NUTRITIONAL POTENTIAL OF SYNSEPALUM DULCIFICUM PULP AND THE EFFECTOF THE METHANOLIC EXTRACT ON SOME BIOCHEMICAL PARAMETERS IN ALBINO RATS

ABSTRACT

For the purpose of enhancing the knowledge already known about the anti-diabetic properties of the plant, the nutritional and antinutritive compositions of S. dulcificum pulp were examined. Rats were given various concentrations of the methanolic extract to determine their effects, and biochemical parameters such as blood glucose, serum lipid profile, and lipid peroxidation were measured. Other biochemical parameters included liver function enzymes (ALT, AST, ALP) and bilirubin concentrations, serum total protein, serum albumin and globulin, kidney function parameters (creatinine and urea concentrations), and serum total protein, albumin, and globulin. Additionally removed and utilized for histopathological research were the internal organs (liver and kidney). According to the study’s findings, S. dulcificum has a proximate composition of 7.75% protein, 59.55% moisture content, 4.36% ash, 6.24% crude fiber, 3.26% fat, and 18.84% carbohydrates. The outcome of the mineral analysis reveals that the pulp of S. dulcificum contains Calcium at 100 mg/g, iron at 24.20 mg/g, zinc at 9.49 mg/g, copper at 6.22 mg/g, chromium at 0.01 mg/g, and cobalt at 0.01 mg/g. The S. dulcificum pulp contains 0.04% vitamin A, 22.69% vitamin C, 0.01% vitamin D, and 0.02% vitamin K, according to vitamin analyses. The pulp has 5.67% oxalate, 0.03% phytates, and 0.02% hemagglutinin, according to antinutrient analyses. The amino acid profile of S. dulcificum pulp reveals that it contains 8.055% tryptophan, 1.35% phenylalanine, 0.7% isoleucine, 0.5% tyrosine, 1.05% methionine, 0.4% proline, 0.69% valine, 1.1% threonine, 0.4% histidine, 0.5% alanine, 1.02% glutamine, 1.6% glutamic acid, 0.7% glycine, 0.3% The pulp contains 3.45% saponins, 57.01% flavonoids, 7.12% tannins, 0.0001% alkaloids, 0.0001% glycosides, 0.0003% resins, 0.0002% terpenoids, and 0.0001%, according to quantitative phytochemical analysis. cyanogenic glycosides, and 0.0003% of steroids.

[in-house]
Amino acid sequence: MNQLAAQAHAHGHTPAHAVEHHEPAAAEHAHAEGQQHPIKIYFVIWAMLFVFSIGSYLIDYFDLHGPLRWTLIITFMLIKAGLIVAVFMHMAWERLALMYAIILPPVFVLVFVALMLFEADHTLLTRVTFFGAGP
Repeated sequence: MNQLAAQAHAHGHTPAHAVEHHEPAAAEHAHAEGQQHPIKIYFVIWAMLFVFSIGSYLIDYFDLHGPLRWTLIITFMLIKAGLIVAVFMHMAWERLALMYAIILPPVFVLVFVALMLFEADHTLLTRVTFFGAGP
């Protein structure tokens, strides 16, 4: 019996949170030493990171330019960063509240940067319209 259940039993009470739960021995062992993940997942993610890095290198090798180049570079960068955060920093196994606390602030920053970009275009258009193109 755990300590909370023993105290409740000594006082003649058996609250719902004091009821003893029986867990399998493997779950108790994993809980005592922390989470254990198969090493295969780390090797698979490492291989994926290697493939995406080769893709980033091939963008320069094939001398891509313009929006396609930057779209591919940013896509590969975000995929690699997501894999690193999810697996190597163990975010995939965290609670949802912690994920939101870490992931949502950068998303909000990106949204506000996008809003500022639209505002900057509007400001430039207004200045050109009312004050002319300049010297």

CHAPTER ONE

INTRODUCTION

High mortality and morbidity rates, particularly among infants and children in low-income groups, are a result of the deteriorating food crisis and the widespread prevalence of malnutrition that has resulted in developing and underdeveloped countries (Enujiugba and Akanbi, 2005). Food has been defined as any substance that can be consumed by an animal or a human to meet their nutritional needs, as well as occasionally for enjoyment, and that primarily contains carbohydrates, fats, water, protein, vitamins, and minerals. Food can be derived from plants, animals, fungi, fermented foods like alcohol, or it can come from any of these sources. Food is also anything solid or liquid with a chemical makeup that allows the body to use it to produce heat or any other form of energy, as well as provide material to allow.

 

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